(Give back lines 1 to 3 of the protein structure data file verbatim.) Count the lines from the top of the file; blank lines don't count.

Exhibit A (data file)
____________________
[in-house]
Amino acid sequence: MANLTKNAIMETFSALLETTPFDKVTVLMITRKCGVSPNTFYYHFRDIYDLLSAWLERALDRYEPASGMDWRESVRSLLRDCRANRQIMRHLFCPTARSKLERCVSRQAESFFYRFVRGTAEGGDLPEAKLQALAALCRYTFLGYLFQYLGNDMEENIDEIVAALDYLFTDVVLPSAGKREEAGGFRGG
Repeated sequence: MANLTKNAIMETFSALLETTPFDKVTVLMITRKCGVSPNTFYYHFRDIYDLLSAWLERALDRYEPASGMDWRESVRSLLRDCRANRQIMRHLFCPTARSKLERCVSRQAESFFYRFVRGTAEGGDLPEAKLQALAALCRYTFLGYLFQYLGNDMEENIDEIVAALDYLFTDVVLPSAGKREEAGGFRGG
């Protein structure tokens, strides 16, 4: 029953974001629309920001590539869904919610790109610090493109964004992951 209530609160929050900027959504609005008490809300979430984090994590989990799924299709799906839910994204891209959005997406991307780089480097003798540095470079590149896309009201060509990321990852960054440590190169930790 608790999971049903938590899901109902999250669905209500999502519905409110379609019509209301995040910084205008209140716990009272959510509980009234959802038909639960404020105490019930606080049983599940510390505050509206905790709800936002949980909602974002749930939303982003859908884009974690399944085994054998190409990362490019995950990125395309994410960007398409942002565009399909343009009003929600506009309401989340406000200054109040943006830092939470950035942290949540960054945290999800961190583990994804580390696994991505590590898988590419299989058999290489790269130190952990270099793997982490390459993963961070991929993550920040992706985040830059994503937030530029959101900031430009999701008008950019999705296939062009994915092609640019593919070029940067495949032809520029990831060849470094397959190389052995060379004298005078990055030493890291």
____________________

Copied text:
[in-house]
Amino acid sequence: MANLTKNAIMETFSALLETTPFDKVTVLMITRKCGVSPNTFYYHFRDIYDLLSAWLERALDRYEPASGMDWRESVRSLLRDCRANRQIMRHLFCPTARSKLERCVSRQAESFFYRFVRGTAEGGDLPEAKLQALAALCRYTFLGYLFQYLGNDMEENIDEIVAALDYLFTDVVLPSAGKREEAGGFRGG
Repeated sequence: MANLTKNAIMETFSALLETTPFDKVTVLMITRKCGVSPNTFYYHFRDIYDLLSAWLERALDRYEPASGMDWRESVRSLLRDCRANRQIMRHLFCPTARSKLERCVSRQAESFFYRFVRGTAEGGDLPEAKLQALAALCRYTFLGYLFQYLGNDMEENIDEIVAALDYLFTDVVLPSAGKREEAGGFRGG